To be fair, engaging in activities that one enjoys that are healthy, socializing with others, becoming involved in a community art or political program; these are great ways to alleviate the symptoms of depression. So too with the natural remedies; regular exercise, a healthy lifestyle, artistic expression, prayer and faith, whatever you might like. But many people are too depressed to even get out of bed.

Besides depression, anxiety disorders are the most common psychiatric disorder in the United States. They affect 40 million people. Untreated, this illness will damage those around the afflicted, cost industry labor, and overburden the healthcare industry. People having panic attacks often end up in the emergency room. The number of those with anxiety disorders is no doubt growing, considering the trauma of the last year and a half.

And we’re not even talking about schizophrenia, ADHD, PTSD, bipolar disorder, panic disorder, and a host of others. Intelligent people with fancy degrees will argue that the DSM, the Diagnostic and Statistic Manual of Mental Disorders, is cluttered with debatable mental disorders. It contains nearly 300 diagnostic entries. It should be noted that the ICD, the International Classification of Diseases, contains about 80,000 entries.

But I am severely digressing. The main point I am getting at with this article is the unfortunate practice of psychiatry that one will often encounter when they visit their regular clinic or provider.

Somewhere along the way, a great disservice was done to the field of mental health. Psychiatry and psychology were divorced. This is profoundly wrong, and does not do nearly enough to heal the mentally and emotionally afflicted.

These two sciences, psychiatry and behavioral psychology, go hand in hand. They are deeply intertwined. You cannot simply address psychiatric needs while at the same time giving little consideration, or even downright ignoring, the psychology that goes along with psychiatric suffering. It is analogous to a physician simply giving a person with diabetes insulin, and telling them to monitor their blood sugar at home, while not counseling them on their dietary habits. So with psychiatry. You cannot simply throw pills at them, without addressing the psychology, usually damaged, that accompanies it. This makes no sense.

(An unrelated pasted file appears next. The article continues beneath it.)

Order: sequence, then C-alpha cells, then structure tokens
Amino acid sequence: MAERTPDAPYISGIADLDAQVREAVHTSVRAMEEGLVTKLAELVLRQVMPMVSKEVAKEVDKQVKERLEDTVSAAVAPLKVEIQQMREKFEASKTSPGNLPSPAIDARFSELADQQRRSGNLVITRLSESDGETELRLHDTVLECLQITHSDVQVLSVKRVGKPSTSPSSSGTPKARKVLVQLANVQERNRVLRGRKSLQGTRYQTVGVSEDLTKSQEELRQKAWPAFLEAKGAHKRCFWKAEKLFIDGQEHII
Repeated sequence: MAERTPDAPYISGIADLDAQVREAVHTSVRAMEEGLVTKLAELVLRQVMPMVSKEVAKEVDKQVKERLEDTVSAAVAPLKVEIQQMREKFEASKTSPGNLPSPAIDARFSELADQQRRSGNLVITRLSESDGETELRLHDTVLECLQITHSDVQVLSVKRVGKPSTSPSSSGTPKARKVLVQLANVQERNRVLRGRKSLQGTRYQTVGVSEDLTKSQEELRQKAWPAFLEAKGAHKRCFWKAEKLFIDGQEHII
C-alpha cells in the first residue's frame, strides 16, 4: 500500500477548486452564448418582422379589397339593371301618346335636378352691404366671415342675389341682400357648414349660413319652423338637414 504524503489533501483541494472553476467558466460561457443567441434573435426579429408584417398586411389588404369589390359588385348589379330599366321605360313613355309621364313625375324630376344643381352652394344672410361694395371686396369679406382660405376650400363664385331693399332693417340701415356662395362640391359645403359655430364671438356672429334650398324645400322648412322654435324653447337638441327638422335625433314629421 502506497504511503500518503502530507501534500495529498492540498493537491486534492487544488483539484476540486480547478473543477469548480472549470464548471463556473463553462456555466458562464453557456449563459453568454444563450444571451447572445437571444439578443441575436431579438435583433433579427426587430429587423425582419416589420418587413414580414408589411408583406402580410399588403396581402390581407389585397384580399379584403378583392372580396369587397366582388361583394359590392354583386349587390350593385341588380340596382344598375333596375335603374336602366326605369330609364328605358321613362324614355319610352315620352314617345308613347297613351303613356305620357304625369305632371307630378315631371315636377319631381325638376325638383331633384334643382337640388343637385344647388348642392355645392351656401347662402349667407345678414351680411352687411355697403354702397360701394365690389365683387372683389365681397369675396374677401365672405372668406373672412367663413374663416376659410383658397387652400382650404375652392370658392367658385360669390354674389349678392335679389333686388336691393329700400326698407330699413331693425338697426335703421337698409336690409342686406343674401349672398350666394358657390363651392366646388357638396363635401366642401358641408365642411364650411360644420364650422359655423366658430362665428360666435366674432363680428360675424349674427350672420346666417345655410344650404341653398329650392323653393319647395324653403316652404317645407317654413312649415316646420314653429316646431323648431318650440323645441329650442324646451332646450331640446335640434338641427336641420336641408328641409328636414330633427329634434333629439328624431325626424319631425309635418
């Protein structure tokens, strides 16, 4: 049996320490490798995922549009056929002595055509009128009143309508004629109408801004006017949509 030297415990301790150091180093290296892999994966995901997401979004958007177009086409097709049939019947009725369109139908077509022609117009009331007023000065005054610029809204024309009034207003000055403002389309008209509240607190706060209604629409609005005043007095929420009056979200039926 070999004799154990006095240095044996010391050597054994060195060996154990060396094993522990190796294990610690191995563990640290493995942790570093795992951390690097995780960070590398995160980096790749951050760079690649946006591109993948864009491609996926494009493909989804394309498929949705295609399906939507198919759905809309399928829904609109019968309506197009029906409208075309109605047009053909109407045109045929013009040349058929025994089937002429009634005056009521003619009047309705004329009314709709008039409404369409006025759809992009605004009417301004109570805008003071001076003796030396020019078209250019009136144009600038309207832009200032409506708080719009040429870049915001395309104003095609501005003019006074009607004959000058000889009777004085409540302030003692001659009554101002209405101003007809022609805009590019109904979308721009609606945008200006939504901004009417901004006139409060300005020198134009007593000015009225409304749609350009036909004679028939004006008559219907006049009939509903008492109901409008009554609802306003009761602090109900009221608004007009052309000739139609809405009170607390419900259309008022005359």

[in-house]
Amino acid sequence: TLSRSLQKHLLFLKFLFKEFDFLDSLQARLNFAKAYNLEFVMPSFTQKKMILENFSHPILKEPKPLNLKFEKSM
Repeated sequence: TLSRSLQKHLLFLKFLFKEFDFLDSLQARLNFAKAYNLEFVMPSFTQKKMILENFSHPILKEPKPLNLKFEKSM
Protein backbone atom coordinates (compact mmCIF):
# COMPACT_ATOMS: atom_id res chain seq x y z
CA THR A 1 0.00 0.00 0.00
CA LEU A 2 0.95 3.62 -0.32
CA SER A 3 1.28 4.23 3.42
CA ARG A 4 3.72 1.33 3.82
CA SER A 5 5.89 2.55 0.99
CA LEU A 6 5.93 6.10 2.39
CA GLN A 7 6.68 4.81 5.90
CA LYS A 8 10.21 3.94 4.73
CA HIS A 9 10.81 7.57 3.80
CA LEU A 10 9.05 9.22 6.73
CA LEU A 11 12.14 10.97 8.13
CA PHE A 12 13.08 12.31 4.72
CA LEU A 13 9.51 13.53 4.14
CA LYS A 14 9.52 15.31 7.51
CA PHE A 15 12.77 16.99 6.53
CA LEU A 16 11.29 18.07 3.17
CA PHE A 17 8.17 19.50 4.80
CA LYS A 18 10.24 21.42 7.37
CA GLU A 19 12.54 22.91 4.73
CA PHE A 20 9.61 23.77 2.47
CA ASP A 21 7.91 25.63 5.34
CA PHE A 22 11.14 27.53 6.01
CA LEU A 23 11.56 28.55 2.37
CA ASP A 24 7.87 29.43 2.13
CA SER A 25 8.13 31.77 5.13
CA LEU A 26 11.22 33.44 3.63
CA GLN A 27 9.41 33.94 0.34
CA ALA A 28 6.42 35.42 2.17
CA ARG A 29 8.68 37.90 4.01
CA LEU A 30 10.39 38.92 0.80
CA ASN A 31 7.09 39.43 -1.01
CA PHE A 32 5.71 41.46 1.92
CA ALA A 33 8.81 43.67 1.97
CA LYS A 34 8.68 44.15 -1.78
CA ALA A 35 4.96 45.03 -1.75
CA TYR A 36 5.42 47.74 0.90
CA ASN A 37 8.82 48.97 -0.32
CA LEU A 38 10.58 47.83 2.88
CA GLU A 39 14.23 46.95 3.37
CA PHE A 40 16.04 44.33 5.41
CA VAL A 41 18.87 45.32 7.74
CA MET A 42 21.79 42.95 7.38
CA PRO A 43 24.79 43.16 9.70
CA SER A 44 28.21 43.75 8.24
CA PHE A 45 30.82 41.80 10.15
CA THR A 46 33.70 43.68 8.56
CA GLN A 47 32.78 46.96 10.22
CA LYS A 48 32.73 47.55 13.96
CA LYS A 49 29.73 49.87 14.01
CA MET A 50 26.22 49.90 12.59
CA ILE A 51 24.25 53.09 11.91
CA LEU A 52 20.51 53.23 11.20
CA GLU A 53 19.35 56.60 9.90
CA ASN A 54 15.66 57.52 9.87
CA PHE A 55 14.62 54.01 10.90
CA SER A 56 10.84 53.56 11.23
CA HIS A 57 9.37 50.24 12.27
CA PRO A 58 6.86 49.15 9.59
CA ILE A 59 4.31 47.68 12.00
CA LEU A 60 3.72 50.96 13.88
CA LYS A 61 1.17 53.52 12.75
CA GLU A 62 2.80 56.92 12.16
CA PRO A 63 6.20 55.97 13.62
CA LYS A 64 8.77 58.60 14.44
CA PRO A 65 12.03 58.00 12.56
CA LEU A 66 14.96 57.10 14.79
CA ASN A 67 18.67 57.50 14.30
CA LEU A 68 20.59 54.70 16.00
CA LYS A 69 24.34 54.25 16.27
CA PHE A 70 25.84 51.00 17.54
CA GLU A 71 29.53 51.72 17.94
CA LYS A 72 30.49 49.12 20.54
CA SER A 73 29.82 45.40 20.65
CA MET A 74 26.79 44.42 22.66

Unfortunately, that is the solution of much of modern healthcare: throw a pill at it. Also, due to the profit motive, patients are generally allotted 15 to 20 minutes for a visit with a healthcare provider. That is not enough time. The psychiatrist, or MD with a specialty in psychiatry, may ask them how they’re feeling, how’s the job, etc, but that is insufficient time to dig deep enough to treat the illness.

Psychotherapists exist, of course. However, they are harder to find, as insurance will still balk at their treatment, or they are booked far in advance due to the dire need, owing to the stressful times we live in.

Some clinics will not even have a dedicated psychiatrist. Your primary care physician will treat you. I’m sure that person cares about their patients, and has studied, at whatever length, both psychiatry and psychology, but they are much more likely to just throw pills at you, tell you to keep a journal or do some art or something, and come back and see them in a month.

I was diagnosed with a mental illness in my early 20’s. It should be noted that there is no ‘cure’ per se, but there are treatments to alleviate the symptoms, mental exercises to retrain your thinking, so to go on and live a healthy and happy life. I was able to do so. Despite a crippling depression, in a way, I was very fortunate. I was first treated by a seasoned psychiatrist, whom I called Dr. Dispensapill, who knew that psychiatry and psychology cannot be separated. He would see me for an hour. We would talk briefly about medications. Then we spend the bulk of the visit speaking about psychological challenges I might be facing. Then we would wrap it up with any medication or lifestyle changes to consider.

His is a disappearing style. You can still find psychiatrists like him, but they are rarely covered by insurance, and they are frequently booked far out.

Dr. Dispensapill, north of 80 years old, recently ceased being able to practice. It was difficult to find help for my mental health afterwards, but I have found a combination that works. I see, for 15 minutes at a time every few weeks, Dr. Deer In The Headlights, who knows little of psychotherapy, it seems, but knows all about the different medications and how they work. She got a 4.0 in advanced chemistry, I guess. I have also been able to find a very skilled psychotherapist, Dr. How Many PhD’s Does One Actually Need. She has been fantastic.

More than one of the providers that I work with have complained to their superiors that there is a woefully insufficient staff of human resources to refer psychiatric and deeply troubled psychological patients to. They will help the best they can, but they are there to treat skin rashes and broken bones.